Researchers at MIT’s Center for Bits and Atoms build robots, which are effectively self-assembled. The team admits that an autonomous, self-assembling robot is still “many years away,” but so far the robot is showing positive results.
The center of the system involves voxels (a term borrowed from computer graphics), which carry energy and data that can be exchanged between parts. The parts form the base of the robot, grabbing and attaching additional voxels before moving them around the mesh for further assembly.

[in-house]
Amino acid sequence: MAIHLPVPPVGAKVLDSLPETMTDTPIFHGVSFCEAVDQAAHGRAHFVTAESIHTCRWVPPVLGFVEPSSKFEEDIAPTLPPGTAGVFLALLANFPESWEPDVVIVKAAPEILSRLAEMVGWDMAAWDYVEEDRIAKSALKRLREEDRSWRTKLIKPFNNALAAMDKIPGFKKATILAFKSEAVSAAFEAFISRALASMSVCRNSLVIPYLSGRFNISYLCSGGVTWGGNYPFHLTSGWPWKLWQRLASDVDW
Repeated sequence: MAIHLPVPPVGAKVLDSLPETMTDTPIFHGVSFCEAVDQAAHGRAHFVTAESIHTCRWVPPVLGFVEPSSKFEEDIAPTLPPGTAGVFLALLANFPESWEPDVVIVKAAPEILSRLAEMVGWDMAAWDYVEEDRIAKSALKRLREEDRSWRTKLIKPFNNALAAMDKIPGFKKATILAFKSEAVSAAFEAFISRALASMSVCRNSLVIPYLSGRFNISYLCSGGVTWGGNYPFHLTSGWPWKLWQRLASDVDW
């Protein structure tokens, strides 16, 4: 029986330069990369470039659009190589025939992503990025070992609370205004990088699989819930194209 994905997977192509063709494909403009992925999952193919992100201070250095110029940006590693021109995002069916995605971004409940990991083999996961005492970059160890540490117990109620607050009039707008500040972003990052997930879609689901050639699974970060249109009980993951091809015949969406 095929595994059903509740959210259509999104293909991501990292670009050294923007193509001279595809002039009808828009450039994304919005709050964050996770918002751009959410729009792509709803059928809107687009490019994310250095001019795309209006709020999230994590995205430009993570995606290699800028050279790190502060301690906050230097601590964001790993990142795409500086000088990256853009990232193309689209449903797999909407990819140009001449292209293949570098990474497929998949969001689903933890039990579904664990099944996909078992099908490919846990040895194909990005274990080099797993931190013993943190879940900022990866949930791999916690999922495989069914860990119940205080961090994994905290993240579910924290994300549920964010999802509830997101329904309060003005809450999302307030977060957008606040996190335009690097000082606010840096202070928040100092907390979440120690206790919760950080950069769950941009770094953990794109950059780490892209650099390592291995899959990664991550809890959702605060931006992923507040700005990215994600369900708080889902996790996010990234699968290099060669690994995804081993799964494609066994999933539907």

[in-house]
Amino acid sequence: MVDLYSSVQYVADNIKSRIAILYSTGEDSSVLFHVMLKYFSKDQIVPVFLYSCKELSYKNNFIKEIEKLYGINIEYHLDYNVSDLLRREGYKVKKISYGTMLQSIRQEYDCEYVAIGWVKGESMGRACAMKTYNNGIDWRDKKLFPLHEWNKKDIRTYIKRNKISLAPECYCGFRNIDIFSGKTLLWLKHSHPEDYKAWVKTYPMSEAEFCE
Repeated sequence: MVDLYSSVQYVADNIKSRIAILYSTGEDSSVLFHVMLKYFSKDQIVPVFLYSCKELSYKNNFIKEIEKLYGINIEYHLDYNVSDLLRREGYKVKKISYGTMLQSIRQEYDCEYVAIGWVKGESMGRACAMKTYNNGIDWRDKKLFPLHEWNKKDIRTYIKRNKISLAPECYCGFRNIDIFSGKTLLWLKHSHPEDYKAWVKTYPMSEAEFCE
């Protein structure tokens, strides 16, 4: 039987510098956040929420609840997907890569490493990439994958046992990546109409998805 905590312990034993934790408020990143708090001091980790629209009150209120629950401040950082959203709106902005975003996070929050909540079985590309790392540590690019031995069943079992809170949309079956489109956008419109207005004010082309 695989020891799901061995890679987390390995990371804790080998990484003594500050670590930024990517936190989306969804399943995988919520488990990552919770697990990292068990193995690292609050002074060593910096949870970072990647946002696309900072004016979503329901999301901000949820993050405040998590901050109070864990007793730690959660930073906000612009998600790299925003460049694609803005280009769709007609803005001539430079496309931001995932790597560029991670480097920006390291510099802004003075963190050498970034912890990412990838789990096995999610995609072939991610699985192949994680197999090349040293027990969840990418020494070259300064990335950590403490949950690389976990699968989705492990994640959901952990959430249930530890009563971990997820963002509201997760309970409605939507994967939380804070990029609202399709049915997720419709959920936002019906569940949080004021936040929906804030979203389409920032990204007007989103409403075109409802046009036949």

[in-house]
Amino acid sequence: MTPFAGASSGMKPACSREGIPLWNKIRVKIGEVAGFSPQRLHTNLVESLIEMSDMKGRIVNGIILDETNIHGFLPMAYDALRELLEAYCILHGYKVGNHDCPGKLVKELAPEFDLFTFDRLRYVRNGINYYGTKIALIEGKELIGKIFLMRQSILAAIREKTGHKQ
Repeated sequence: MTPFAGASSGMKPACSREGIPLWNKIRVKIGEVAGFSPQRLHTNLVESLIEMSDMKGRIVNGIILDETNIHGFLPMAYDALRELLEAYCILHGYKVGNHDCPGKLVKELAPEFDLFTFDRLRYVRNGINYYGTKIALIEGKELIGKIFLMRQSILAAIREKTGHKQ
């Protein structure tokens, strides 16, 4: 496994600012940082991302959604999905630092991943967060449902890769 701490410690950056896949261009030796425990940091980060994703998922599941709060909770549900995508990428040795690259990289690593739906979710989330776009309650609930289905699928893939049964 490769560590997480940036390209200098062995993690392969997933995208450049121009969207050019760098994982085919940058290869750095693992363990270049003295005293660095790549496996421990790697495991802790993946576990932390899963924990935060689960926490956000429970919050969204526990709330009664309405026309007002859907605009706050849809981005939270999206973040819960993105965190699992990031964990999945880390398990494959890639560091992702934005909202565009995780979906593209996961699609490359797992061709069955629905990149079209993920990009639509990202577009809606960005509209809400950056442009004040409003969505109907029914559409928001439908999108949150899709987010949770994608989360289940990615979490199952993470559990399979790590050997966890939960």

The researchers note in the corresponding article published in the journal Nature:
“Our approach challenges the traditional notion that larger structures require larger machines to build them, and can be applied to areas that today either require significant capital investment in fixed infrastructure or are not feasible at all.”
Developing the right level of intelligence for these systems is a big hurdle. Among other things, robots must determine how and where to build, when to start building a new robot and, in general, how to avoid collision with each other in the process of work.
The team is currently working on creating stronger connectors to hold the voxels together.
NASA and the US Army Research Laboratory participate in the financing of the project.